snackexchanger t1_j98uujf wrote

I had a similar experience a couple years ago. I was renting a very nice, newly built, 600 sq ft apartment in Portland for $1800. Moving up to Bangor I was looking for something similar. Couldn’t find it. A comparable apartment within walking distance to work was $2,500/month and I couldn’t justify paying more for the Bangor apartment than I had been paying in Portland. I ended up in an 1,100 sq ft apartment in Orono for $1,200/month.

As someone who makes much more than the average Bangor salary I would have happily paid more for a place but I couldn’t justify paying that much more for no more space or amenities so I ended up competing with college kids. And who is going to rent to a college kid when the other option is a couple that works works full time and had previously been renting a place 50% more expensive?


snackexchanger t1_j1ggjbe wrote

I prefer the method of just putting some ice cubes in a glass. If they they still have their shape when I get back then they didn’t melt. And you can tell even if they just melted a little bit because they’re is a puddle at the bottom of the glass. Means I don’t need to think ahead and freeze a cup of water or find a penny.

Also, as I/mrlonely_ pointed out you could have a situation where most of the cup melts but the penny ends up on a little iceberg so it doesn’t drop.


snackexchanger t1_j0r1gnr wrote

This is the first that I am hearing that the program is changing/being replaced. First I got screwed by the loan forgiveness because I refinanced my loans in February 2020.

Now the state credit is being cut roughly in half from a max of $4,500 down to $2,500? That’s quite a drop…

Now people who are above the $2,500 limit need to decide whether to take the financial hit in already tough economic times, especially for young people (which is the exact opposite of what they claim to be doing with this credit) or refinance their loans over a longer period, saving them money in the long run but keeping them in debt longer.

If you couldn’t tell I am not a fan of this change


snackexchanger t1_iy4heg9 wrote

Also, and this is mentioned in the DOT ruling, I actually don’t read those signs any more because they are almost always useless. And when people stop reading the useless signs they also miss when the sign actually says something useful (which is very rare but presumably that is the reason for the sign)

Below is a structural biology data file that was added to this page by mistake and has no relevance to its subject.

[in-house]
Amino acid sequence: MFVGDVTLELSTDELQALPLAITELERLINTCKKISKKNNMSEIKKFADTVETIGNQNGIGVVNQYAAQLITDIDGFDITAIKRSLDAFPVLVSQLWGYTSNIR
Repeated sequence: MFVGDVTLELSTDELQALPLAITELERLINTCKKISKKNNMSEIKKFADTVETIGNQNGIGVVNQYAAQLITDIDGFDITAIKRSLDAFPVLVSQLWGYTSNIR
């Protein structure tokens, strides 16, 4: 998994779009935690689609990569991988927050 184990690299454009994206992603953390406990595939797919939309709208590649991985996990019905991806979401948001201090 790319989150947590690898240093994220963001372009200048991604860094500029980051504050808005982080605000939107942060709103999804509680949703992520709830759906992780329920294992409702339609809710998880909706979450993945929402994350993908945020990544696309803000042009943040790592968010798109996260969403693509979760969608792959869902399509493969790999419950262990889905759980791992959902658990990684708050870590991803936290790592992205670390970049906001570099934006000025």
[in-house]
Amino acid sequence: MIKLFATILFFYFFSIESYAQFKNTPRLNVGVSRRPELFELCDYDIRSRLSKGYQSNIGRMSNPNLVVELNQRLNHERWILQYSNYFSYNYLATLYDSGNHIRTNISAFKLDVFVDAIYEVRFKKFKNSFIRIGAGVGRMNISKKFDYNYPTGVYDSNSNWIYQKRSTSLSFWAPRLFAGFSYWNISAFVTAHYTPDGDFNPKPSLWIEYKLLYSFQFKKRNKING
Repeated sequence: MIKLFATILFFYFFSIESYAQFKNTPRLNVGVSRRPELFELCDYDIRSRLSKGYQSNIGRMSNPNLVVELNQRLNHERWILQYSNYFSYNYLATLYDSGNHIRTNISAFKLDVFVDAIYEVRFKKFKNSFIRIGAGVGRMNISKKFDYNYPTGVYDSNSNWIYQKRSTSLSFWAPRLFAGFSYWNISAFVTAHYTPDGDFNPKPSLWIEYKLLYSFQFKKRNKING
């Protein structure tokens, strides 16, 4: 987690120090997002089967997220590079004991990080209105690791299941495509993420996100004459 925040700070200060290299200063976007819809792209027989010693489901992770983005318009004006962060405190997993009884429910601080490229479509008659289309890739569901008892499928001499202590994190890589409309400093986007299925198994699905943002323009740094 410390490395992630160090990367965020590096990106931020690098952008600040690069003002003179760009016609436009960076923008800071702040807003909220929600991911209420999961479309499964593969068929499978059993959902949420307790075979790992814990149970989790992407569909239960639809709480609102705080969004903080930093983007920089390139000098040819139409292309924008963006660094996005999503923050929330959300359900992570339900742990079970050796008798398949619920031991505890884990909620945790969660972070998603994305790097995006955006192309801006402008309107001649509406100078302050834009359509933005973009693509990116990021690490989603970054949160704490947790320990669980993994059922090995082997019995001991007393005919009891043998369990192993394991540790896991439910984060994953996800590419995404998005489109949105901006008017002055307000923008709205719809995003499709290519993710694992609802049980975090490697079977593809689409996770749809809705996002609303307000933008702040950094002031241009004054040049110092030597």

snackexchanger t1_iy4gsd7 wrote

Feels like those signs violate MUTCD – Official Ruling No. 2(09)-174 (I) – Uses of and Nonstandard Syntax on Changeable Message Signs (

NJDOT was recently told to stop putting silly messages on their changeable signs, surprised Maine hasn’t been told the same (


snackexchanger t1_ixvew5c wrote


>>E. Unless the permittee is operating a motorcycle or moped, the learner's permit requires the permittee to be accompanied by a licensed operator who:
(1) Has held a valid license for at least 2 years;
(2) Is at least 20 years of age;
(3) Is occupying a seat beside the driver; and
(4) Is licensed to operate the class vehicle operated by the permittee.

So no…


snackexchanger t1_ixflh17 wrote

The first 10 google google results (the entire first page) for "what does steam stand for" all agree that it is art. I have never heard anyone refer to the "a" as being for agriculture so I am interested where you heard that it does

>So what is STEAM, exactly? It’s essentially just a progression of the original acronym, adding one additional element: Art.

> professionals have developed the acronym STEAM (science, technology, engineering, art and math)...

>STEAM (science, technology, engineering, arts and mathematics)

>With the dawning of the 21st century came the evolution of S.T.E.M. to S.T.E.A.M., an acronym for Science, Technology, Engineering, Art and Math.

>STEAM stands for science, technology, engineering, arts, and mathematics.

>STEAM Education is an approach to learning that uses Science, Technology, Engineering, the Arts and Mathematics as access points for guiding student inquiry, dialogue, and critical thinking.

>For educators, there is now a greater need for science, technology, engineering and maths (STEM) concepts to integrate with the arts (STEAM) across the wider curriculum.

>STEAM stands for science, technology, engineering, arts and mathematics

>STEAM stands for science, technology, engineering, arts, and mathematics

>You already know what the acronym, STEM, stands for – science, technology, engineering, and mathematics. Add an “A” for arts, and the acronym becomes STEAM.


snackexchanger t1_ivm907u wrote

I found the website you referenced (I think you called it goggle??) but I didn’t find any boatyards that said they had ever made a ferry before. They seem to all be large ships (BIW) or yachts (everyone else) but maybe I’m using goggle wrong because today was the first time I’ve heard about it so maybe you have honed your searching skills more than I